Tuesday, December 31, 2013

San Francisco Street Sighting - 1958 Packard Hawk

Today marks the final day of another year. For the last post of a dying year, let's examine the last gasp of a dying brand. This is a 1958 Packard Hawk.

In 1954, Packard entered into a deal to purchase Studebaker. It seemed like an odd combination but Studebaker wanted the luxury carmaker's money and Packard wanted Studebaker's mass-market dealership network. The ultimate plan was to merge Packard, Studebaker, Nash and Hudson to form a larger conglomerate that would have been competitive with the Big Three, but it was not to be. When the big merger fell through, Studebaker-Packard Corporation and Nash-Kelvinator/Hudson, now American Motors, were left to struggle by themselves. American Motors shed the Nash and Hudson brands, relying on the new Rambler marque and a focus on economy. Studebaker-Packard attempted to cover both ends of the market with regular Studebakers and luxury Packards. The Packard name and reputation had been waning for a long time, ever since the 1930s and '40s when the company introduced low-priced, smaller cars to bring new buyers into the brand. After 1956, Packard ran out of cash for new models. In their final two years, Packards were chromed-out Studebakers with a few visual changes using fiberglass and/or leftover parts. Buyers weren't fooled. By 1958 the writing was on the wall and Packard was doomed.

The last Packards were things like this, a Studebaker Golden Hawk with a fiberglass catfish snout and a supercharged 289 cubic inch V8 producing 275 horsepower. Those were big numbers for the time, and it could almost outrun the ugly. Speed wasn't enough to outrun fate as prospective buyers ran the other way, deterred by its fish face, Studebaker platform and impending orphan status. Only 588 Packard Hawk coupes found owners.

Today the Hawk is rarer than ever before, with good examples few and far between. Parts are very hard to find to restore cars like this one, which is rough around the edges. Maybe the door trim can be sourced from a Studebaker, but where are you going to find another fiberglass nose? And the unique Hawk badges are all missing, as is the PACKARD lettering from the front. I'm not sure what's going on with the giant spiderwebbed bullet hole in the windshield. It kind of looks like a decal. As '58 Hawks go, this one can be described as either subtle or bland. Most of these cars appear to have come from the factory with a gold or silver metallic coating inside the tail fin cove, and a little more chrome trim. The Studebaker on which it was based was a handsome enough car and should have been a fine starting point if the styling budget had been higher. The luxurious Packard gained such novel items as padded arm rests ... on the outside. Literally, the arm rests sit on top of the doors exposed to the elements. Only one is left on this car, a feature I didn't even notice until the owner pointed it out when he saw me photographing his cars. The body is in decent condition, making a restoration fairly simple apart from the rare and unique Packard-only pieces that are probably long gone. A source on the Antique Automobile Club of America forum says that as of 2008 there were 249 confirmed Hawks left. So restoration candidates like this one are still out there and a few parts cars likely as well.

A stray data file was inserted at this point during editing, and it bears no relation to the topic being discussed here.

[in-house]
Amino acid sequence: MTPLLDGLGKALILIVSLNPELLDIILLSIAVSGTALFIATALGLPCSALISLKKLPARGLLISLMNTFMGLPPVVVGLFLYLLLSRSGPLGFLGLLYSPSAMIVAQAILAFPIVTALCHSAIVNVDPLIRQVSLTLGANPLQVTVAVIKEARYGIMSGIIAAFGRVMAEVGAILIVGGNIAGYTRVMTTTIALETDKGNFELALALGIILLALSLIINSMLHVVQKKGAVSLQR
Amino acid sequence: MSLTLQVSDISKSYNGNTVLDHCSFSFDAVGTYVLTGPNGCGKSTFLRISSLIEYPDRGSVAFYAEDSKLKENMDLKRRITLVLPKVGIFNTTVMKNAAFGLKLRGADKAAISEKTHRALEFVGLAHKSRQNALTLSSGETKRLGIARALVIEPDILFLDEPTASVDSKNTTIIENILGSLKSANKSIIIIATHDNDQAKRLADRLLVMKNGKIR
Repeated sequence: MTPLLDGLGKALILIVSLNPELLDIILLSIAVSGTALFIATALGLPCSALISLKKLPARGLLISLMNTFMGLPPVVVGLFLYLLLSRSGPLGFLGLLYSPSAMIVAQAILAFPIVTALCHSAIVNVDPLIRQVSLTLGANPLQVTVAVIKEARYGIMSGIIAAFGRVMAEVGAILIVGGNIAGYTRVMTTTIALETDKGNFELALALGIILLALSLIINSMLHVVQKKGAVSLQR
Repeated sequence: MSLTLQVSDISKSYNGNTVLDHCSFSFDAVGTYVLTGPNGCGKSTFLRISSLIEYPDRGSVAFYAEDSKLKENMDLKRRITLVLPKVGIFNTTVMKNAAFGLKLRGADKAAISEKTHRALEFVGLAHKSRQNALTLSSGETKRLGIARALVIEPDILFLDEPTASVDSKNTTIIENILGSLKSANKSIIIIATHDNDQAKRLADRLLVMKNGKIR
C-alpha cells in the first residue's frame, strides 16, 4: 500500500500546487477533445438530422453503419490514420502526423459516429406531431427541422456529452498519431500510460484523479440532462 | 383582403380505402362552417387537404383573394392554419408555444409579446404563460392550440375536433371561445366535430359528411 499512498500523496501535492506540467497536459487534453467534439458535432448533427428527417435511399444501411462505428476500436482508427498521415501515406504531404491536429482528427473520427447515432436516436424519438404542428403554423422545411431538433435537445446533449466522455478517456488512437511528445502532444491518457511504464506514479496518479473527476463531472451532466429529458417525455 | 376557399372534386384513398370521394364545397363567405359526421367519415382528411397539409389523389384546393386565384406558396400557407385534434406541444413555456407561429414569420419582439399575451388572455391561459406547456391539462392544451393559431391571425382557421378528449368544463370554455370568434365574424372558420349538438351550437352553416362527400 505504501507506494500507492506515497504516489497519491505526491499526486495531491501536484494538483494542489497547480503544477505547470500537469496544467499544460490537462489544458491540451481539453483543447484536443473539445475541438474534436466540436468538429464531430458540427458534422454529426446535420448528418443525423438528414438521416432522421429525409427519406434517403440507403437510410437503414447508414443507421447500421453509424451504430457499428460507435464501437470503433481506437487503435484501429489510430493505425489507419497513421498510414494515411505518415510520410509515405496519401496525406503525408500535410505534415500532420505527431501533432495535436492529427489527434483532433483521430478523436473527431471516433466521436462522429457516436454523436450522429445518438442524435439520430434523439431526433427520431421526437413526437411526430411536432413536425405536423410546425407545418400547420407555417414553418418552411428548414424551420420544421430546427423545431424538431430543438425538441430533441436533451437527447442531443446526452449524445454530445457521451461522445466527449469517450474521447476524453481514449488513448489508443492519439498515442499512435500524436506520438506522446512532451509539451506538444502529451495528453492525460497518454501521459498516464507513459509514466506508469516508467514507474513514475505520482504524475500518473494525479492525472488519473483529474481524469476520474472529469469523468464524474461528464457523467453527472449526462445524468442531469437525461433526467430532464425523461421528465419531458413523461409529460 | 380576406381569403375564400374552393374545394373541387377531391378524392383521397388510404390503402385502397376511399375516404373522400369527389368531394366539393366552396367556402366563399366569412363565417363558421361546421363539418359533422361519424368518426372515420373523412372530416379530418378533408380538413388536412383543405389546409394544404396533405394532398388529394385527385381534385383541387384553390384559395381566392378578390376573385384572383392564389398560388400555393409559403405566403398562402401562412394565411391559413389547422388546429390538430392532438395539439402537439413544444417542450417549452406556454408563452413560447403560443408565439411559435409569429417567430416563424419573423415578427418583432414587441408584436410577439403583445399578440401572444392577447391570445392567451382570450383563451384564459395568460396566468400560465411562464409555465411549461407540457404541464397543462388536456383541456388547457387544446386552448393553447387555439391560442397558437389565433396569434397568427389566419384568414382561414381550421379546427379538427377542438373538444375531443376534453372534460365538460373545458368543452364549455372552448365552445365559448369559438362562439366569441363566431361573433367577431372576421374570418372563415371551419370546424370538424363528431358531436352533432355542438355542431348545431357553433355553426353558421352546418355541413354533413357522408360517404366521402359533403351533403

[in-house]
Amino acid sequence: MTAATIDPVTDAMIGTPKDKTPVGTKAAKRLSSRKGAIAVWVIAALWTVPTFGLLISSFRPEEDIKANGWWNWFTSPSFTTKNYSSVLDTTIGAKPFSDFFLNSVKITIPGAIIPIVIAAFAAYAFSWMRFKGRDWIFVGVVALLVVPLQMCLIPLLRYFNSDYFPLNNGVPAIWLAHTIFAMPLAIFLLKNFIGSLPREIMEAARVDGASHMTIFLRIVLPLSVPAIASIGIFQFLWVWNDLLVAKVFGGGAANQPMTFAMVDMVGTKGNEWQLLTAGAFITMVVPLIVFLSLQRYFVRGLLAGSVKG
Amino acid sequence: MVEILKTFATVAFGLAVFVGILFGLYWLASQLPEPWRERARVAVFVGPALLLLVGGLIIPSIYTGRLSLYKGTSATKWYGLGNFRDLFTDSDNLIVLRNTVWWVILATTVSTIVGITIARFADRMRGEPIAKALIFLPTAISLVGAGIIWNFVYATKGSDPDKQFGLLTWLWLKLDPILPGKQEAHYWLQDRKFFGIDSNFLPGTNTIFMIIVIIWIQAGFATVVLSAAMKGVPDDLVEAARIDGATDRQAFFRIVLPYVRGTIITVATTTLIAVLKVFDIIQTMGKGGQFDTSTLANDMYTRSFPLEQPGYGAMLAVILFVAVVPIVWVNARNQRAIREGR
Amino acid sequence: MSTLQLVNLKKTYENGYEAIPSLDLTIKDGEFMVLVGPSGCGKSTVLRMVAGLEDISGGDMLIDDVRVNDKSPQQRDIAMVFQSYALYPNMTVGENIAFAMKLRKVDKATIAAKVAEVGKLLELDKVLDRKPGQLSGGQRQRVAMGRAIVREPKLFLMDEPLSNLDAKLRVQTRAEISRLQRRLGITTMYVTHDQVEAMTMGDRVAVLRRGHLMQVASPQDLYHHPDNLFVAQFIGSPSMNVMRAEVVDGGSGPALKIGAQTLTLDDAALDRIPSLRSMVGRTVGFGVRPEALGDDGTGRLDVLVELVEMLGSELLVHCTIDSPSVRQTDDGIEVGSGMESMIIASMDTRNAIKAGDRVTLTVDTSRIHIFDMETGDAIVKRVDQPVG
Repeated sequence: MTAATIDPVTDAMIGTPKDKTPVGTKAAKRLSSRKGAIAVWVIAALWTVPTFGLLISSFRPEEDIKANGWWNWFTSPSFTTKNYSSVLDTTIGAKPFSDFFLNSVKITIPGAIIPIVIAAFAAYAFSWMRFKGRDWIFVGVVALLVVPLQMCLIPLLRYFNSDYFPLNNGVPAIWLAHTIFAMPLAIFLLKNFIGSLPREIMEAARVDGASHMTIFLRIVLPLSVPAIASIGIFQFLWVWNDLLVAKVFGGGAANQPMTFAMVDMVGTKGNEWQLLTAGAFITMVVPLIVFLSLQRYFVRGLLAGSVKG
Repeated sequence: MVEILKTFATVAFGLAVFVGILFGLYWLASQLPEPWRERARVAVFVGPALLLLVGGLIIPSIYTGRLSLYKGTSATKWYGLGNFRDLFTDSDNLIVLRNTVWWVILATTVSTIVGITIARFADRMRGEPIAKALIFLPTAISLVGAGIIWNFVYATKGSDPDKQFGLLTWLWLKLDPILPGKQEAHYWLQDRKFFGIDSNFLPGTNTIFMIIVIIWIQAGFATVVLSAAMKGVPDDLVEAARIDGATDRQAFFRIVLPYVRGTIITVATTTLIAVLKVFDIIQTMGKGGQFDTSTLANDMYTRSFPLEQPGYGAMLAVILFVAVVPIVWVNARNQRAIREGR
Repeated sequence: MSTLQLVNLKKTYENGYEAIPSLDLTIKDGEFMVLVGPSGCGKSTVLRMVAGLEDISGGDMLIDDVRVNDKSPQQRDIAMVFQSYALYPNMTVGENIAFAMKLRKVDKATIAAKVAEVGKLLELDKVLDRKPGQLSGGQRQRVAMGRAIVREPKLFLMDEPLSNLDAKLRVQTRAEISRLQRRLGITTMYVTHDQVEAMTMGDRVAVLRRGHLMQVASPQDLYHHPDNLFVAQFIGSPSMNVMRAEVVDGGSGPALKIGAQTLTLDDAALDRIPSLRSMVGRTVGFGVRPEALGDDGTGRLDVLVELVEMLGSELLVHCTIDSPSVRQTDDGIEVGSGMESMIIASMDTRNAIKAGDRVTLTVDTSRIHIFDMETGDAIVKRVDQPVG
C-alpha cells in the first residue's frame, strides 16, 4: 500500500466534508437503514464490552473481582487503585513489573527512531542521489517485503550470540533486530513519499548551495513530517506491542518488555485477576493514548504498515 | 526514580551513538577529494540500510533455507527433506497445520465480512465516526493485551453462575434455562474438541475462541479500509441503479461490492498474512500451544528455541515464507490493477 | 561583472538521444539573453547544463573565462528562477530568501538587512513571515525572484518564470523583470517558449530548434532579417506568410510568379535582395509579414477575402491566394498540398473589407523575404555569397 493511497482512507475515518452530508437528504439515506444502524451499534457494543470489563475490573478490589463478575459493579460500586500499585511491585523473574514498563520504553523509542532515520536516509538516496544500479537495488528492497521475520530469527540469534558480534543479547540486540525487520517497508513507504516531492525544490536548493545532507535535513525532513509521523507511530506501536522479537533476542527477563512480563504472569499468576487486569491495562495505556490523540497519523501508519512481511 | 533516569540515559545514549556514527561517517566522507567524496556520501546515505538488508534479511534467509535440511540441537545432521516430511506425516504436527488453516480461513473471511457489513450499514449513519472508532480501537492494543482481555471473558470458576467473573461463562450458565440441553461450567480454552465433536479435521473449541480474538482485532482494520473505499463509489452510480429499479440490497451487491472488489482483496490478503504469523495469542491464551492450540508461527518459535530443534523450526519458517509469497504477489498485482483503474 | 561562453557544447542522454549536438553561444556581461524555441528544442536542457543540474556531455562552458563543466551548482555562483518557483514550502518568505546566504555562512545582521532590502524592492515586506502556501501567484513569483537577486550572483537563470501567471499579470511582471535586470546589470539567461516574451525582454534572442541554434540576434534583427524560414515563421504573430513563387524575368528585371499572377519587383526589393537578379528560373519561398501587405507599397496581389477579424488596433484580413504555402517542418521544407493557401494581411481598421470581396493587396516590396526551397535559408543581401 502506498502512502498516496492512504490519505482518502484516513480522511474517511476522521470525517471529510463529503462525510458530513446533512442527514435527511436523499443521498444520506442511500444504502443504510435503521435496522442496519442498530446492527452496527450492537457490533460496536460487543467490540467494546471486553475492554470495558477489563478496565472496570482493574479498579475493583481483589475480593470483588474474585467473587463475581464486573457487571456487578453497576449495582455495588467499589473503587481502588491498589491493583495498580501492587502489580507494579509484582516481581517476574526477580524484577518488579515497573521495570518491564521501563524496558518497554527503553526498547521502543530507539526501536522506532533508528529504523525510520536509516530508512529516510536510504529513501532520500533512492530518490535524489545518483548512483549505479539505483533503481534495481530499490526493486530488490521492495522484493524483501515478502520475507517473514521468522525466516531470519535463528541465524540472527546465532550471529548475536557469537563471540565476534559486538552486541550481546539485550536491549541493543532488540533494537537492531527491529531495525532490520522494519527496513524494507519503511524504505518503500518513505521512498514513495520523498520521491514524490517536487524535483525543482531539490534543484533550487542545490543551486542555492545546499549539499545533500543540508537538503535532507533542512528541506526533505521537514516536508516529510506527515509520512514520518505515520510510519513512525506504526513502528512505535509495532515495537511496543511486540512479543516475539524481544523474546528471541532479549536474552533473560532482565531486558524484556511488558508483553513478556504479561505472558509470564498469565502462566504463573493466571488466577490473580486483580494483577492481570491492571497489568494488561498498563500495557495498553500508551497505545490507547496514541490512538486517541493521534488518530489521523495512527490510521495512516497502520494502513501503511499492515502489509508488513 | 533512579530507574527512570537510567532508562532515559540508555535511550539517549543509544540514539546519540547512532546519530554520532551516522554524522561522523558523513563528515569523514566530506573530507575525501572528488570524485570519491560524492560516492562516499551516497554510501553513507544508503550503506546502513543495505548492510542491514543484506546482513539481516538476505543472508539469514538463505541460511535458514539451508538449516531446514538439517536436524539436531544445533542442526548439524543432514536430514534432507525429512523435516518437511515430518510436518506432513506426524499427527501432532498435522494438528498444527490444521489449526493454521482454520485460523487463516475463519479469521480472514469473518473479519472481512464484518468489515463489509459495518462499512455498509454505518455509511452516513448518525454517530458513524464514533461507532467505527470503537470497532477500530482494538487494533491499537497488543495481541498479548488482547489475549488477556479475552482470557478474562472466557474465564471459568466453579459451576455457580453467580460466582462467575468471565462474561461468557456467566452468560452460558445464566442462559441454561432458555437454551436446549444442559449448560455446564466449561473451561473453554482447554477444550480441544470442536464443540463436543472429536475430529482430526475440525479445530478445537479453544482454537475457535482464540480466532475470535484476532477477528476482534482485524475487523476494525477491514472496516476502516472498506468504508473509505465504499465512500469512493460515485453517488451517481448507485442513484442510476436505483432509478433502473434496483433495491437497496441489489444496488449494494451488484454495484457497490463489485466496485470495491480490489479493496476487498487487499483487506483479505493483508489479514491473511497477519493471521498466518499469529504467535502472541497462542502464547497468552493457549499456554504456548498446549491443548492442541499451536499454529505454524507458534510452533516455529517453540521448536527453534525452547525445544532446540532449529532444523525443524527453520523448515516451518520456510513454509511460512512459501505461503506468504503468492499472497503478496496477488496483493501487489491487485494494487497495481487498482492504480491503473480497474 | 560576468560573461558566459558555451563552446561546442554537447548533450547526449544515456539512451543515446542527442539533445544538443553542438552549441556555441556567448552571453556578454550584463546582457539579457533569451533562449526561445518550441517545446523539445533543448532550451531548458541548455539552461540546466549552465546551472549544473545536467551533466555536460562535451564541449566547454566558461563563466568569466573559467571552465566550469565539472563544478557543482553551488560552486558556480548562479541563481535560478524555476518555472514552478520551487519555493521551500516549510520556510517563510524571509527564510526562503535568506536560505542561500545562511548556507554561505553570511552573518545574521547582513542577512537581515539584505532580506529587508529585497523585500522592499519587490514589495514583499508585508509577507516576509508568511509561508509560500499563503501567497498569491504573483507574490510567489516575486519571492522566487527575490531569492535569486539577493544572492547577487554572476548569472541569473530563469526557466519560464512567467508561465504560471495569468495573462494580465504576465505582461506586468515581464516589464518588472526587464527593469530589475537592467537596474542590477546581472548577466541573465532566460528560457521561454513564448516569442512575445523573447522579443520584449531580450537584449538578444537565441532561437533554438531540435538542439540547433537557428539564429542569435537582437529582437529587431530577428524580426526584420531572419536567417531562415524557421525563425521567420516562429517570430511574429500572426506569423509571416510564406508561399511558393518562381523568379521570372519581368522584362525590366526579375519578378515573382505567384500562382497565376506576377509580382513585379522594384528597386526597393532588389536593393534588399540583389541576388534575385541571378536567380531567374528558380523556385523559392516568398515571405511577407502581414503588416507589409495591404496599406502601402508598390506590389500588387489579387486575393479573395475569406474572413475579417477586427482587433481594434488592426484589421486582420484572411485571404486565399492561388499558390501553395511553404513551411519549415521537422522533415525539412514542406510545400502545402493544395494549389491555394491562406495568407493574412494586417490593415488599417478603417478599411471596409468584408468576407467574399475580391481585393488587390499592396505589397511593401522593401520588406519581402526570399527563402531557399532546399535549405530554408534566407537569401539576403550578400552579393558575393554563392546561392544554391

The owner of this car is a bit like the collector I like to refer to as "Fifties Guy". He owns a bunch of eclectic 1950s and 1960s cars that are in fair to good condition and driven regularly. He also owns the '56 Packard Patrician I featured a couple of years ago, the last "real" Packard. This Packardbaker is one I'd been wanting to find for a long time.


  1. You're right, that is one ugly car. But it isn't original. The snout appears to have been slightly "modified" or bondoed, or something. While the original is certainly a matter of taste, it didn't look THAT bad.

  2. The reason the front looks odd is for two reasons. Firstly, the front has sustained some kind of damage on the top driver's side that has been repaired poorly. That's probably why the P-A-C-K-A-R-D lettering on the nose is missing. The car is also missing the end caps on the front bumper that wrap around the side of the snout.